But behind the façade of his success was a dark secret: Lavin was also the mastermind behind a cocaine empire that spread from Miami to Boston to New Mexico, catering to lawyers, stockbrokers, and other professionals, and generating an annual income of $60 million for the good doctor.
Now, Mark Bowden, a “master of narrative journalism” (The New York Times Book Review) tells the harrowing saga of Lavin’s rise and fall in “a shocking American tragedy . . . [that] shoots straight from the hip” (Pittsburgh Post-Gazette).
“An engrossing crime story and a compelling morality tale.” —The Arizona Republic
“Has all the elements of a chilling suspense thriller . . . A smoothly crafted, exciting, can’t-put-it-down book.” —The New Voice (Louisville)
Yankee Stadium, December 28, 1958. What was about to go down on this Sunday evening in front of sixty-four thousand fans and forty-five million home viewers—the largest viewership ever assembled for a live televised event—was the first sudden death overtime in NFL history. This one battle between the league’s best offense, the Baltimore Colts, and the best defense, the New York Giants, would propel professional football from a moderately popular pastime into America’s favorite sport.
On the field and roaming the sidelines were seventeen future Hall of Famers, including Colts stars Johnny Unitas, Raymond Berry, and Gino Marchetti; and Giants greats Frank Gifford, Sam Huff; and assistant coaches Vince Lombardi and Tom Landry. But they were opposing teams in more ways than one. It was a contest between Baltimore blue-collars, many of whom worked off-season taking shifts at Bethlehem Steel, and the trendy, New York glamour boys of splashy magazine ads and TV commercials who mingled with politicians, Broadway stars, and even Ernest Hemingway.
Mark Bowden “dives into the trenches of the 1958 NFL Championship game” for a riveting play-by-play account, the stories behind the key players, the effect it had on the league, the sport, and the country (Entertainment Weekly).
“Bring[s] the contest so alive that you find yourself almost wondering . . . years later, how it will turn out in the end.” —The New York Times
“The Best Game Ever is sure to become an instant Sacred Text.” —Jonathan Yardley, The Washington Post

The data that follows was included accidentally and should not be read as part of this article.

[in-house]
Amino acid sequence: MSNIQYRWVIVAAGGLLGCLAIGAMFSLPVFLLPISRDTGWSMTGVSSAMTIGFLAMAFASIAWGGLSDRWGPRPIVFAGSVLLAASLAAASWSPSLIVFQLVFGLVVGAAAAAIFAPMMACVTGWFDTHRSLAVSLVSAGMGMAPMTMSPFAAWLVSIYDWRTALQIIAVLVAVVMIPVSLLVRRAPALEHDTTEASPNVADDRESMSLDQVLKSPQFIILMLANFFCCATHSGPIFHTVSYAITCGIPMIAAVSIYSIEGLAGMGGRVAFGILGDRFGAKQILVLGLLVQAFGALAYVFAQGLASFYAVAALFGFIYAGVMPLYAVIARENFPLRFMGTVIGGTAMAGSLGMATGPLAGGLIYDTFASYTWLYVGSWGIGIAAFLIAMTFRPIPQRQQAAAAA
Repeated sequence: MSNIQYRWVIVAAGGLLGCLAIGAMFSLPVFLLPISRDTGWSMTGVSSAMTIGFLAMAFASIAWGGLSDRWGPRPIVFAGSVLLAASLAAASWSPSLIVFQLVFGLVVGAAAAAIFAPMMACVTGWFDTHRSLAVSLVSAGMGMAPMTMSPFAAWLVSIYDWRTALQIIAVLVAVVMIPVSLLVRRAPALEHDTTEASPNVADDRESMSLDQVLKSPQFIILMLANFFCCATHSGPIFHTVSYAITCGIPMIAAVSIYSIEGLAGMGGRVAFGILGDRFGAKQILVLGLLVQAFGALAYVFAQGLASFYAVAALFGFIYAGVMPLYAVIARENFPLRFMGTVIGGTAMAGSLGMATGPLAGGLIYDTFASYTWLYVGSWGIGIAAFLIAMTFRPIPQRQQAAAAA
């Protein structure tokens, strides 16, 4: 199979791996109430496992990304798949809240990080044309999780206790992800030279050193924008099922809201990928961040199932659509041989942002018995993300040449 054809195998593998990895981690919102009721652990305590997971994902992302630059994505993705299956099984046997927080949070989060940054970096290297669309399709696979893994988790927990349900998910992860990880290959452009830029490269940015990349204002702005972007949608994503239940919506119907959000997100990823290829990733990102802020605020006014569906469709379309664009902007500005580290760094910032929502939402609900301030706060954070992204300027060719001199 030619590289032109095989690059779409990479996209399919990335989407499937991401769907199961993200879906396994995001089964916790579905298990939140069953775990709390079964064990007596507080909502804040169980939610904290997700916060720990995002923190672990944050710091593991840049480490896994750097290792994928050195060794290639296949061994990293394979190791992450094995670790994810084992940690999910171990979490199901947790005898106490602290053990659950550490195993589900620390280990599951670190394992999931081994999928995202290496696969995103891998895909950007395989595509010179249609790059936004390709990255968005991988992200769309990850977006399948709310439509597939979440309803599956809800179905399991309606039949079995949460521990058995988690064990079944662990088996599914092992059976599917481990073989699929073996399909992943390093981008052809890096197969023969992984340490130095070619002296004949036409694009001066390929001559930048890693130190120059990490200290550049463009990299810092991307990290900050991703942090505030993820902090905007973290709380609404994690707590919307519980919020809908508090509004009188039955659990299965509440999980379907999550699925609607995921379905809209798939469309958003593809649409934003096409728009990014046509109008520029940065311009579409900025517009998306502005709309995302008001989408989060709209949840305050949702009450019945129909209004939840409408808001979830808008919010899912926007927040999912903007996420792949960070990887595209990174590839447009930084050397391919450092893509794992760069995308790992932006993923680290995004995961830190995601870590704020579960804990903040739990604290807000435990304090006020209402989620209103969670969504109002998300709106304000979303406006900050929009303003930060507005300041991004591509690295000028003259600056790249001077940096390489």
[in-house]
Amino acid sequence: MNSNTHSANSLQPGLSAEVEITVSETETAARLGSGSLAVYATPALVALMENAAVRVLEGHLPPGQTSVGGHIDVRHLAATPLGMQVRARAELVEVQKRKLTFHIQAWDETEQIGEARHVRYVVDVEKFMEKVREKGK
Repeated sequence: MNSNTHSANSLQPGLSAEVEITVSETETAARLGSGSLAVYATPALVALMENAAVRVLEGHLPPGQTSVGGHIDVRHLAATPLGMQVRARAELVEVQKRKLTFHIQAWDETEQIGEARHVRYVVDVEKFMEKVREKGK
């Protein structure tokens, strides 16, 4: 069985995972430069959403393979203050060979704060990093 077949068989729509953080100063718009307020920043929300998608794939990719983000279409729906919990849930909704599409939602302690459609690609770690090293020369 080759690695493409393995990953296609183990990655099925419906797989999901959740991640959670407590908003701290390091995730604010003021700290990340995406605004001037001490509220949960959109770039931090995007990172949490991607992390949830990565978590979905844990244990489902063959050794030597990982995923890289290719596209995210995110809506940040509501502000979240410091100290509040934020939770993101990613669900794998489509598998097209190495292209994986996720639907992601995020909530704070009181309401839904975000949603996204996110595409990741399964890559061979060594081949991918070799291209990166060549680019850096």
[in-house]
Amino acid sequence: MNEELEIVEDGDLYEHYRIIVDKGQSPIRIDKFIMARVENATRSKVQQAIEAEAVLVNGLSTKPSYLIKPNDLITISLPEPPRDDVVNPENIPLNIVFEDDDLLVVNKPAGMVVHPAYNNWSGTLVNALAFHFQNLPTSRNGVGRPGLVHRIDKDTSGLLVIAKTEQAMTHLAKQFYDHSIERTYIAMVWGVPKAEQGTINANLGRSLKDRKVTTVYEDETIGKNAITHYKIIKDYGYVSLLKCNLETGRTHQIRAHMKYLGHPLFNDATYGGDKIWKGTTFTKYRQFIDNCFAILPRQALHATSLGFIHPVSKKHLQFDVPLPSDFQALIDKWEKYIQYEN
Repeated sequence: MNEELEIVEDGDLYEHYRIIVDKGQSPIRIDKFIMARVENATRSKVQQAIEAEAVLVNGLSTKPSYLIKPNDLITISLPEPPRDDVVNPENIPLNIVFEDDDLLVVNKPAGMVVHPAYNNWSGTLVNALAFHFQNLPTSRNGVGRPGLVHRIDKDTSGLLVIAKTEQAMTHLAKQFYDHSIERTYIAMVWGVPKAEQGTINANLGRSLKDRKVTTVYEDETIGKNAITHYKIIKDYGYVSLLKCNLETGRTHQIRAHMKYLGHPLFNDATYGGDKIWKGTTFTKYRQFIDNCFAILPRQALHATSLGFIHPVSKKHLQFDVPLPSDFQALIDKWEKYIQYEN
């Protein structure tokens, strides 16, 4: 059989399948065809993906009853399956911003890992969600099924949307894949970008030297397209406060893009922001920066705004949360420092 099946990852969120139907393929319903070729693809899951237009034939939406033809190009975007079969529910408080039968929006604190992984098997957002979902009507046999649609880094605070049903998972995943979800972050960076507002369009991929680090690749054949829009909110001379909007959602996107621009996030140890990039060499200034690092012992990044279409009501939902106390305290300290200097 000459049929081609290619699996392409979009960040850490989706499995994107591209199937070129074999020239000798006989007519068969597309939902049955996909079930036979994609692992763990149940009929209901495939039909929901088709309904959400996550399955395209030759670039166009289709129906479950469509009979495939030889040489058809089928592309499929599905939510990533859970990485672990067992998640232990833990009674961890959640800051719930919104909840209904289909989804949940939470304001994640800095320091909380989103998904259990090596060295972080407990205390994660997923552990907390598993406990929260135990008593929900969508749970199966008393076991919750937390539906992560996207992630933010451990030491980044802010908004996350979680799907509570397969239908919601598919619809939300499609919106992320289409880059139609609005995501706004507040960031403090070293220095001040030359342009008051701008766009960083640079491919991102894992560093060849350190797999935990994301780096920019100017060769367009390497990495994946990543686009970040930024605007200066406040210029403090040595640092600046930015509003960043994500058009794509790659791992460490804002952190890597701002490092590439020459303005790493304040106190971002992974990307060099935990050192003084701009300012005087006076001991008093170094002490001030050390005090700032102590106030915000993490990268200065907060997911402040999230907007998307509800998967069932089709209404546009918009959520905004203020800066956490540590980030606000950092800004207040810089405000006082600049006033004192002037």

Mark Bowden has established himself as one of America’s leading journalists and nonfiction writers. The Three Battles of Wanat collects the best of his long-form articles, including pieces from the Atlantic, Vanity Fair, the New Yorker, and the Philadelphia Inquirer.
The titular article delves into one of the bloodiest days of the War in Afghanistan and the years-long fallout it generated within the United States military. In “The Killing Machines,” Bowden examines the strategic, legal, and moral issues surrounding armed drones. And in a brilliant piece on Kim Jong-un called “The Bright Sun of Juche,” he recalibrates our understanding of the world’s youngest and most baffling dictator.
Also included are profiles of newspaper scion Arthur Sulzberger; renowned defense attorney and anti-death-penalty activist Judy Clarke; professional gambler Don Johnson, who won six million dollars in a single night playing blackjack; and David Simon, the creator of the legendary HBO series The Wire.
“Mark Bowden marshals his finest for The Three Battles of Wanat.” —Vanity Fair
In 1992, the Philadelphia Eagles—a team assembled in the image of their iconoclastic, controversial former head coach, Buddy Ryan—were known for their ferocious defense led by Reggie White, Seth Joyner, and Andre Waters, and for the otherworldly talents of quarterback Randall Cunningham.
Now was the time for the Eagles’ campaign for the championship. But as the season progressed, it disintegrated into an ugly flurry of greed, racism, violence, personal and professional feuds, one tragic death, and a very wild face-off in the stands between a player’s wife and mistress. By midseason, the sentiment of both fans and press was the same: “shut up and play.”
Told through the personal stories of the teammates themselves, as well as the coaches, managers and owner, Bringing the Heat spares nothing—and no one—in “a phenomenal feat of reportage, perfect for football fans coast to coast” (H. G. Bissinger, author of Friday Night Lights).
“Overflows with stories of pro football dreams, of bravery in the face of injury. Yet it also unflinchingly tells of the darker side of life in the NFL: uncontrollable egos, ruined families, marital infidelity.” —The New York Times Book Review
“There are now four mandatory books on football: Dan Jenkins’s Semi-Tough; George Plimpton’s Paper Lion; H. G. Bissinger’s Friday Night Lights, and the hilarious, incorrigible son of them all, Mark Bowden’s Bringing the Heat.” —Michael Bamberger, Sports Illustrated